“Volvo Cars and Polestar are industry leaders in the transition to electrification and perfect partners on the journey ahead as we aim to develop and produce the world’s most sustainable battery cells,” said Peter Carlsson, Co-Founder and CEO of Northvolt. “We are proud to become their exclusive battery cell production partner in Europe.”

[...]

“Developing the next generation of battery cell technology in-house, together with Northvolt, will allow us to design batteries specifically for Volvo and Polestar drivers,” added Henrik Green, chief technology officer at Volvo Cars. “With cells developed in-house for our electric cars we can focus on giving Volvo and Polestar customers what they want, such as range and short charging times.”

“Collaborating with Northvolt is an important step for our industrial network as we move towards all-out electrification by 2030,” said Javier Varela, head of industrial operations and quality. “Batteries are one of the most important parts in a fully electric car, and by partnering with Northvolt we ensure an efficient and cost-effective supply chain of high-quality and sustainable batteries in Europe.”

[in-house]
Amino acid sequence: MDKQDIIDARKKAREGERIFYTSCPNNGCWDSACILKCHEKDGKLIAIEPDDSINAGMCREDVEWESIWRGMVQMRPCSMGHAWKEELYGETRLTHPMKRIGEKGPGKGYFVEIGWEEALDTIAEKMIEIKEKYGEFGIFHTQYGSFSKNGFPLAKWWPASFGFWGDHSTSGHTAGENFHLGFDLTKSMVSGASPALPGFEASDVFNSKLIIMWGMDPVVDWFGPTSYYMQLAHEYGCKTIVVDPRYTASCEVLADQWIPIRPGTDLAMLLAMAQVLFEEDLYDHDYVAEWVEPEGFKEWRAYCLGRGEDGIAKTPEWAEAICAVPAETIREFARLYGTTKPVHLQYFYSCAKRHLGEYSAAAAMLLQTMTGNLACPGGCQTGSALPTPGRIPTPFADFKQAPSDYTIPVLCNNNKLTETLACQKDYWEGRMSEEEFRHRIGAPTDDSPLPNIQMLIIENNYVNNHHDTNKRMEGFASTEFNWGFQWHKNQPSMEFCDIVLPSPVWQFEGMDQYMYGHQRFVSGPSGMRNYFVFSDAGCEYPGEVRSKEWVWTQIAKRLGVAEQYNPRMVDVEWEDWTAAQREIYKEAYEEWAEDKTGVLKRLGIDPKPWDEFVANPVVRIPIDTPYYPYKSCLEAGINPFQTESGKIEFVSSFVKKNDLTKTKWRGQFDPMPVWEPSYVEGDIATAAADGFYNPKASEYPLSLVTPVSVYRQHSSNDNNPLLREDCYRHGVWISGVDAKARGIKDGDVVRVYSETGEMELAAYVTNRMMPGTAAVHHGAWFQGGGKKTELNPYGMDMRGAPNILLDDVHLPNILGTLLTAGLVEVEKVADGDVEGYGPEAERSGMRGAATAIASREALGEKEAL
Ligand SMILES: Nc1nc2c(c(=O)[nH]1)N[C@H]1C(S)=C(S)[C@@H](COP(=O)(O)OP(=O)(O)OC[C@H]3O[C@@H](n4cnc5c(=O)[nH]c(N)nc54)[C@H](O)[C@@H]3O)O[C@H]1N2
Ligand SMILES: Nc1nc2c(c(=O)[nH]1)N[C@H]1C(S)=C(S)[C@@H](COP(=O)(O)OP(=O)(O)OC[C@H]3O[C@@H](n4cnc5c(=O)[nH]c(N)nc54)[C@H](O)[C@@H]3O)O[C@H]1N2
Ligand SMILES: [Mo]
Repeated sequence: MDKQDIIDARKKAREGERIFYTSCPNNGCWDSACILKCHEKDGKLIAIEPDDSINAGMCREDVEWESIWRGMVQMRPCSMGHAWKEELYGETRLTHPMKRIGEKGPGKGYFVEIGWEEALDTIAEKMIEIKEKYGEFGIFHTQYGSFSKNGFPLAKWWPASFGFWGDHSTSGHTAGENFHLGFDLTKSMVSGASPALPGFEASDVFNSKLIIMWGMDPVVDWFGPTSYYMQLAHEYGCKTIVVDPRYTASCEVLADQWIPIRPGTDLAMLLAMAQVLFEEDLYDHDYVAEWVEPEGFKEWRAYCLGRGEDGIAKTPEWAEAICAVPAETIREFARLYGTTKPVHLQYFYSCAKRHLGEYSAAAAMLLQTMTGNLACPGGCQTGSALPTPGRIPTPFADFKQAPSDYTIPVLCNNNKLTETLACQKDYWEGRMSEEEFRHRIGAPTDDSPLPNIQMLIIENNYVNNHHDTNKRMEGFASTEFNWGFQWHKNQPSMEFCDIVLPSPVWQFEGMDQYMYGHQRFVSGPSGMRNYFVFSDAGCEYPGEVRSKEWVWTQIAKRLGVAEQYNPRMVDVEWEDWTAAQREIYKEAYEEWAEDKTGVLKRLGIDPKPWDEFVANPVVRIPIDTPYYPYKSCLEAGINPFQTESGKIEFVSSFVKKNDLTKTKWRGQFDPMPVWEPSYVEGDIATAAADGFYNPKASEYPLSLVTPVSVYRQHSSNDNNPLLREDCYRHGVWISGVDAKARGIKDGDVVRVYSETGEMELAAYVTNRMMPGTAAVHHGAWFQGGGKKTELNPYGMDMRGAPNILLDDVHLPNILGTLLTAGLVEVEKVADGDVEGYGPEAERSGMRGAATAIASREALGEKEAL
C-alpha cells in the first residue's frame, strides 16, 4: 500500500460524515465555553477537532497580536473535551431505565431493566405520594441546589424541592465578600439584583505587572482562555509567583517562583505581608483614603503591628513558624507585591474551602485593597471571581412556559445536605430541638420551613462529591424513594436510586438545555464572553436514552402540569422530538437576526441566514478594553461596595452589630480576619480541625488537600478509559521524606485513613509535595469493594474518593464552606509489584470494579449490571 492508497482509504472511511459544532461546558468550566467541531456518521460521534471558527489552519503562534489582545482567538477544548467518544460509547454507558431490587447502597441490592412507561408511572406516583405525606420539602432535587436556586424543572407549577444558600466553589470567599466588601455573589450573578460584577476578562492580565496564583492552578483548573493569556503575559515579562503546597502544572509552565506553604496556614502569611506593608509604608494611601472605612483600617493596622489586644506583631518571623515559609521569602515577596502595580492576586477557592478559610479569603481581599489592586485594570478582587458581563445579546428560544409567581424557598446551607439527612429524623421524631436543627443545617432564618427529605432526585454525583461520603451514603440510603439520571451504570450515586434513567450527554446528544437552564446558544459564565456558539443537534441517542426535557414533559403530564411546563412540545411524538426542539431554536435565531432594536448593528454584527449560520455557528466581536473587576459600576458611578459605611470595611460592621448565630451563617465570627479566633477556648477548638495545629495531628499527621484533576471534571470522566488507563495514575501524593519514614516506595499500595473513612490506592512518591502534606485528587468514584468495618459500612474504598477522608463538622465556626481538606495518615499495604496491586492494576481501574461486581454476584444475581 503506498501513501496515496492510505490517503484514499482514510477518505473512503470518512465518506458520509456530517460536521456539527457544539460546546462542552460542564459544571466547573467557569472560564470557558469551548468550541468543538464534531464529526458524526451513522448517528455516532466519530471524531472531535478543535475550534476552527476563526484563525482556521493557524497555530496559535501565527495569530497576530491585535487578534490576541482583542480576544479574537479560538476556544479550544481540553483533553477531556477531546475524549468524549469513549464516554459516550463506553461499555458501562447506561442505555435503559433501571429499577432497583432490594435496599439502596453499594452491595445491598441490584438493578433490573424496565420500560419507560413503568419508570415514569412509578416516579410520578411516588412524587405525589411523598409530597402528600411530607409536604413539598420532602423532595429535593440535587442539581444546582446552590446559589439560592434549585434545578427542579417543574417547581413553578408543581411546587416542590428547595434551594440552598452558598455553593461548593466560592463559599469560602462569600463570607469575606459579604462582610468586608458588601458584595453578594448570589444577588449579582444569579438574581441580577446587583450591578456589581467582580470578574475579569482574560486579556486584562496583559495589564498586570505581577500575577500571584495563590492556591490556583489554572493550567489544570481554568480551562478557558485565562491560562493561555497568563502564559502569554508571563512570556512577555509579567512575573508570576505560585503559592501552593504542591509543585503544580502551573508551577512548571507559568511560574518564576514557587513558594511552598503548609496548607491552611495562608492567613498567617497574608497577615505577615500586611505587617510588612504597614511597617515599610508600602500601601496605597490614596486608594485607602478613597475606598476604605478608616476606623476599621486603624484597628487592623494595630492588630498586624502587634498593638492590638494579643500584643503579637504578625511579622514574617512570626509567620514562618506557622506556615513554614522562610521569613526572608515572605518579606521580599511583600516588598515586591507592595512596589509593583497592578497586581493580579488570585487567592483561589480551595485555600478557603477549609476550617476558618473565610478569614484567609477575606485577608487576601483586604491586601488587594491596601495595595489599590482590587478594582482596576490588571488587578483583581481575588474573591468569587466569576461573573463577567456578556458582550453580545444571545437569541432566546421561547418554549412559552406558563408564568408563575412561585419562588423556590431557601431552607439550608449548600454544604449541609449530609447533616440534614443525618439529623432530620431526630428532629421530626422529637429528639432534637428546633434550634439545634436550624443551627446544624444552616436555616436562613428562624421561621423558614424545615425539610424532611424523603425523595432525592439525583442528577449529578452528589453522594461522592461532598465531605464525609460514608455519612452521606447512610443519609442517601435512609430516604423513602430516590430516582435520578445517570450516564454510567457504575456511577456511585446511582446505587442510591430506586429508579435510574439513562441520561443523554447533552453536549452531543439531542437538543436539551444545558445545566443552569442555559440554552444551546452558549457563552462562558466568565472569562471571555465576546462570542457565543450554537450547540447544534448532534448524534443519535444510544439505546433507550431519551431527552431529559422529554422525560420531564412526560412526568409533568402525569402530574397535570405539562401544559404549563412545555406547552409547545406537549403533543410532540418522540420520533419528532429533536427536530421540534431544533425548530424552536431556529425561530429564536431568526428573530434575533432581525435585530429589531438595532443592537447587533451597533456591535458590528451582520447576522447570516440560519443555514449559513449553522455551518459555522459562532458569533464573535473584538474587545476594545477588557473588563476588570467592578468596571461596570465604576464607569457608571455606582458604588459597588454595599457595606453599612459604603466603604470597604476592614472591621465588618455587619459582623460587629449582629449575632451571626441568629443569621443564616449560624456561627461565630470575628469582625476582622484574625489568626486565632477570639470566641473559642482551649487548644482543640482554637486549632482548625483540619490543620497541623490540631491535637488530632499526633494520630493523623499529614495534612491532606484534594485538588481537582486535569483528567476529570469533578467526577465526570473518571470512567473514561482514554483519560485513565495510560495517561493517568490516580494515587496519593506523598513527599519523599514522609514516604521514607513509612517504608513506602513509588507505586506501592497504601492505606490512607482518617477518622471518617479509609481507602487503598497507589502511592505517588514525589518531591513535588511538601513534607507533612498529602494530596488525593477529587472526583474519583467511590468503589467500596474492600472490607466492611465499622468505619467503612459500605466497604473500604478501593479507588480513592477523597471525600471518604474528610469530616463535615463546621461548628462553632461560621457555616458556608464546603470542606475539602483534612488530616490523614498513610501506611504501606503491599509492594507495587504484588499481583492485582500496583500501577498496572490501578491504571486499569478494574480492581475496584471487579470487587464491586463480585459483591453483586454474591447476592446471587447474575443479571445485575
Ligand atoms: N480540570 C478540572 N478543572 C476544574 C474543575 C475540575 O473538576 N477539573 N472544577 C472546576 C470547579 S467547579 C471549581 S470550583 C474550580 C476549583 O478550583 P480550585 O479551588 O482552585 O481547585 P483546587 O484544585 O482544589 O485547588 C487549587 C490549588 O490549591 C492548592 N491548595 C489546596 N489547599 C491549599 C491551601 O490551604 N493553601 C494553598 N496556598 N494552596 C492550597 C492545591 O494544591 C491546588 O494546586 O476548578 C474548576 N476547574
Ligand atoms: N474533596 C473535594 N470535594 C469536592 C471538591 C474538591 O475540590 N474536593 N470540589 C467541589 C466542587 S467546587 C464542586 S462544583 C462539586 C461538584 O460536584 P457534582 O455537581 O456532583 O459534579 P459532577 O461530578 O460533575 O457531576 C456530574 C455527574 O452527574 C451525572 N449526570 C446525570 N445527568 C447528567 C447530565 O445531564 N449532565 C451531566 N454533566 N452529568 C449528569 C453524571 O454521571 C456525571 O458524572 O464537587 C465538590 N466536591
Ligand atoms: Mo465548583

Volvo Cars will reveal more details on its future technology roadmap at the Volvo Cars Tech Moment, to be held on June 30.

Advertisement
Image for article titled The New Volvo Recharge Concept Is An Echo From A Past We Ignored
Image: Volvo

I’m highlighting these two Volvo press releases because they coincidentally capture the trap we’ve all been stuck in for the last 20 years. The science and facts and even the engineers have proven that most people do not need gasoline for decades.

Advertisement

I’m trying to give credit to automakers like Volvo here, which has managed to ultimately incorporate most of its original ReCharge ideas into its current lineup of plug-in hybrid and battery-electric vehicles. Credit to Toyota, Honda and GM, too, for throwing some real investment at the problem over the years and getting some results with the Prius, Clarity, Honda E and Bolt.